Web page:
Bruce found himself convicted of roughly two dozen counts of possessing unlicensed firearms. He was sentenced to 18 months in jail and a lifetime prohibition order from possessing firearms; therefore, he can no longer be a gunsmith. Moreover, his entire inventory of firearms and ammunition (worth roughly $116,000) was forfeited to the Crown.
On October 14 Canada's Supreme Court justices will have the unenviable job of choosing between two very different ethical languages. Which is the one in which the promises and protections in Canada's Charter of Rights and Freedoms are best understood?
This month marks the 32nd anniversary of Canada's Charter of Rights and Freedoms, a landmark achievement in the promotion and protection of human rights, and which has served as a model for other countries drafting constitutions of their own. While Canadians have occasion and cause to celebrate this transformative constitutional document, silence is to be expected from Canada's Conservative government. The government's consistent refusal to fully acknowledge the Charter's importance is regrettable not only as a matter of symbolism, but as one of substance as well.
Don't like the Quebec Charter of Values? Then this is for you. The following infographic, which was posted to Reddit on Tuesday
There are many differences between the platonic idea of secularism and the secularist statute proposed last week in Quebec. These differences will doubtless count against the Charter of Values, especially in English Canada, where a discrete conception of religious freedom and suspicions of sovereigntist motivations have elicited much scepticism.
Three permanent residents in Canada recently challenged the requirement to swear an oath to the Queen in order to obtain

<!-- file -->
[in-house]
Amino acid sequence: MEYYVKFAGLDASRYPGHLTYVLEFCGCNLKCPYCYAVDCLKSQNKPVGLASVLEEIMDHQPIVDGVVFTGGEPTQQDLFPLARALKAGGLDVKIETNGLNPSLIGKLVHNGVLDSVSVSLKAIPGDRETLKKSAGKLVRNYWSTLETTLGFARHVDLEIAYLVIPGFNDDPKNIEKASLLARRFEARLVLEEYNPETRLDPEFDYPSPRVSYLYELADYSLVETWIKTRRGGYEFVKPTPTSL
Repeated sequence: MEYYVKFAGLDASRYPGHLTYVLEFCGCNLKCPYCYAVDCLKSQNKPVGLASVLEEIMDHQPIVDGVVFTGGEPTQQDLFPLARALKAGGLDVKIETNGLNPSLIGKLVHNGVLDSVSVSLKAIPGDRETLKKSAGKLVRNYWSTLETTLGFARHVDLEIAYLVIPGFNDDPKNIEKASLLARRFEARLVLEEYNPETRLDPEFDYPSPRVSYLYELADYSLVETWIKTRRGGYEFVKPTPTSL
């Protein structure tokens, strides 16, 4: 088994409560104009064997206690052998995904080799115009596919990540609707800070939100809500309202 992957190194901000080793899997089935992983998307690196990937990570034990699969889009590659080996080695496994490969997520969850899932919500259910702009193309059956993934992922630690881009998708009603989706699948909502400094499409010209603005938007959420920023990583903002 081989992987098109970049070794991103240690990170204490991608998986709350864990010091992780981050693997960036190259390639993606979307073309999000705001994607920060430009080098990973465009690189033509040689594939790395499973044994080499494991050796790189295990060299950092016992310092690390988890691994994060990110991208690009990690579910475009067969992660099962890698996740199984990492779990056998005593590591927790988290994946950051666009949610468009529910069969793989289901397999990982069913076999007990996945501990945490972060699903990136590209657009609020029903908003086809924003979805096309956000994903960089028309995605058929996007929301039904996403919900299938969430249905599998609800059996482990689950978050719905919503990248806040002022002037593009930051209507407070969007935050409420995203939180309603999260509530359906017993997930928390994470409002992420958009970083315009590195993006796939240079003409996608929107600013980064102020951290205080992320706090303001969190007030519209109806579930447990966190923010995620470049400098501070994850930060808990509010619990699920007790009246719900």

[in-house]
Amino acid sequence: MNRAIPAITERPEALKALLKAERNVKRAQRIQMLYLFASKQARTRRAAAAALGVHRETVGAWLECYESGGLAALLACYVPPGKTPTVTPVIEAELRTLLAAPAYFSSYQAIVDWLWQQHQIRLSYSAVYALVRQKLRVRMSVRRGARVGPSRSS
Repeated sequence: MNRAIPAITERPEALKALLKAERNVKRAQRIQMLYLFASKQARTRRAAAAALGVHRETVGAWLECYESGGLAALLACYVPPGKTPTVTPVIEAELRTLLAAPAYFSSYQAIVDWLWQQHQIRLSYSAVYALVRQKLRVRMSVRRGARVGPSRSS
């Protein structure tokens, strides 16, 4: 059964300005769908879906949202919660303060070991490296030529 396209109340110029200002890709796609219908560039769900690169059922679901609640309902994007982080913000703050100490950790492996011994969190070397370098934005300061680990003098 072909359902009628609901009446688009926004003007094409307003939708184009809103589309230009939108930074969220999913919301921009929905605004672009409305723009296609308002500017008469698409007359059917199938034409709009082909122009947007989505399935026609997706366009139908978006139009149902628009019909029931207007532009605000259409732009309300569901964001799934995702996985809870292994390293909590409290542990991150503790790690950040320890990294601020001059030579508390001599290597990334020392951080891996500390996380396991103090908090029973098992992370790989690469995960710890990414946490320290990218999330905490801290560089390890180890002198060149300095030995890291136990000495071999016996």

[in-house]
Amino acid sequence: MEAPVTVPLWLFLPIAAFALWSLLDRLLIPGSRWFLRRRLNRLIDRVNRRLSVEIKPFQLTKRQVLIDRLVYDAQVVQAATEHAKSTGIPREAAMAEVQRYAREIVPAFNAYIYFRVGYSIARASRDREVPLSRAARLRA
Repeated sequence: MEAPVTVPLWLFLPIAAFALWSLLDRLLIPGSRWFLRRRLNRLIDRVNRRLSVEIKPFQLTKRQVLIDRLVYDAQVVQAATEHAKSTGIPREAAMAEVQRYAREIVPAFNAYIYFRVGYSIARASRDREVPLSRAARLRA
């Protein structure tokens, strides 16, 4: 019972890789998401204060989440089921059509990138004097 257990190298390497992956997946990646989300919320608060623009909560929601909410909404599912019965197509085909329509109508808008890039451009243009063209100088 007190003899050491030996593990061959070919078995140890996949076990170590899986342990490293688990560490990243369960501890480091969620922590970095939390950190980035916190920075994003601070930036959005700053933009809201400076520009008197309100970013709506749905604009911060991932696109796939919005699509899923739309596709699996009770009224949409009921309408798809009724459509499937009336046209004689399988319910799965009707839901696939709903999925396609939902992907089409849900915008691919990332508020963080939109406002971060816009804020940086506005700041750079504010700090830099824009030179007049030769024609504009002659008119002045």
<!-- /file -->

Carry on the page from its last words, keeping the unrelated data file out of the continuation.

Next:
The Charter remains a concrete expression of our shared values, the rights we can expect to have respected, and the responsibilities we owe each other. It is a crucial part of what binds us together in our diversity. It is sad that our current government remains unable to rise above petty partisanship in order to celebrate the Charter with all Canadians.
As opposed to viewing the Charter as a hindrance to its legislative agenda, the government should embrace the Charter -- as have lawyers, judges, academics, and even the majority of Canadians according to public opinion polls. We should be promoting and protecting those values the document enshrines.
Section 4.1 of the Department of Justice Act used to be little known outside constitutional law circles, but it has recently received significant attention both in Parliament and in the media. This is a welcome development because it is this provision that requires the Government to vet its legislation for consistency with the Charter of Rights and Freedoms.
A Department of Justice lawyer, Edgar Schmidt, recently challenged his employer in court, alleging that the process that